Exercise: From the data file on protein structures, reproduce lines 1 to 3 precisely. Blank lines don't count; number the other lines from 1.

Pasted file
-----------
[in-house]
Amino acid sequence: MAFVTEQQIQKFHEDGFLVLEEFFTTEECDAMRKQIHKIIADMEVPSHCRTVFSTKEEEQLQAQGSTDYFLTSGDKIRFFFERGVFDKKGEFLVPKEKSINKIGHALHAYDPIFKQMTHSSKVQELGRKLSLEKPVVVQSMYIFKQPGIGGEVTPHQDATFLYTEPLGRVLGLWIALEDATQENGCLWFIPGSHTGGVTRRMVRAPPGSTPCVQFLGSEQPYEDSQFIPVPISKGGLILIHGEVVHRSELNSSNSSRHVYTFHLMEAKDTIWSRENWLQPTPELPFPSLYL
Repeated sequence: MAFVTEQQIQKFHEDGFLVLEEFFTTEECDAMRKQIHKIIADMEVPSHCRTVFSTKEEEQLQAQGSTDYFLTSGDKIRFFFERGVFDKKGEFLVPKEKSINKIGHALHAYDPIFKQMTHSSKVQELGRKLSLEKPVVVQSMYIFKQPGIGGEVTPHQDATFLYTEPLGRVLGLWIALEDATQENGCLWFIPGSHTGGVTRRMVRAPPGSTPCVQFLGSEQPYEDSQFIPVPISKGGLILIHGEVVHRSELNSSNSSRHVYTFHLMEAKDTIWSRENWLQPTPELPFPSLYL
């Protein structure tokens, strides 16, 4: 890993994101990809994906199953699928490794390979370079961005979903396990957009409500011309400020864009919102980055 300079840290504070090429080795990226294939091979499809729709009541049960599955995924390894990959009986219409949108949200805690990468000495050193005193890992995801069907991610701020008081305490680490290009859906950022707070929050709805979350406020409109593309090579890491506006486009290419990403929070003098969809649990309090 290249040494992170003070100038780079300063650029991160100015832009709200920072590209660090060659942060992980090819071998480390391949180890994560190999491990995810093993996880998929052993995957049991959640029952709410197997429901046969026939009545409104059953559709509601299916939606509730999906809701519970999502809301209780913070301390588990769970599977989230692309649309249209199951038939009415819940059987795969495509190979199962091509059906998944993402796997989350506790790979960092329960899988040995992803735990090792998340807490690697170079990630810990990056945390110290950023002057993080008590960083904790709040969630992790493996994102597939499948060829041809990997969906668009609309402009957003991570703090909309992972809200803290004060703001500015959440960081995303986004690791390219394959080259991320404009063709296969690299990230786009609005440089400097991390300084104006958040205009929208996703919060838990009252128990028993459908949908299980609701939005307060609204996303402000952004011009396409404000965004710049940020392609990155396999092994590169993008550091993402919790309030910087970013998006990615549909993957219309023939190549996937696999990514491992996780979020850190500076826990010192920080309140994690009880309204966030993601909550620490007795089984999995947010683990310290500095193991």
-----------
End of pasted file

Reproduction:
[in-house]
Amino acid sequence: MAFVTEQQIQKFHEDGFLVLEEFFTTEECDAMRKQIHKIIADMEVPSHCRTVFSTKEEEQLQAQGSTDYFLTSGDKIRFFFERGVFDKKGEFLVPKEKSINKIGHALHAYDPIFKQMTHSSKVQELGRKLSLEKPVVVQSMYIFKQPGIGGEVTPHQDATFLYTEPLGRVLGLWIALEDATQENGCLWFIPGSHTGGVTRRMVRAPPGSTPCVQFLGSEQPYEDSQFIPVPISKGGLILIHGEVVHRSELNSSNSSRHVYTFHLMEAKDTIWSRENWLQPTPELPFPSLYL
Repeated sequence: MAFVTEQQIQKFHEDGFLVLEEFFTTEECDAMRKQIHKIIADMEVPSHCRTVFSTKEEEQLQAQGSTDYFLTSGDKIRFFFERGVFDKKGEFLVPKEKSINKIGHALHAYDPIFKQMTHSSKVQELGRKLSLEKPVVVQSMYIFKQPGIGGEVTPHQDATFLYTEPLGRVLGLWIALEDATQENGCLWFIPGSHTGGVTRRMVRAPPGSTPCVQFLGSEQPYEDSQFIPVPISKGGLILIHGEVVHRSELNSSNSSRHVYTFHLMEAKDTIWSRENWLQPTPELPFPSLYL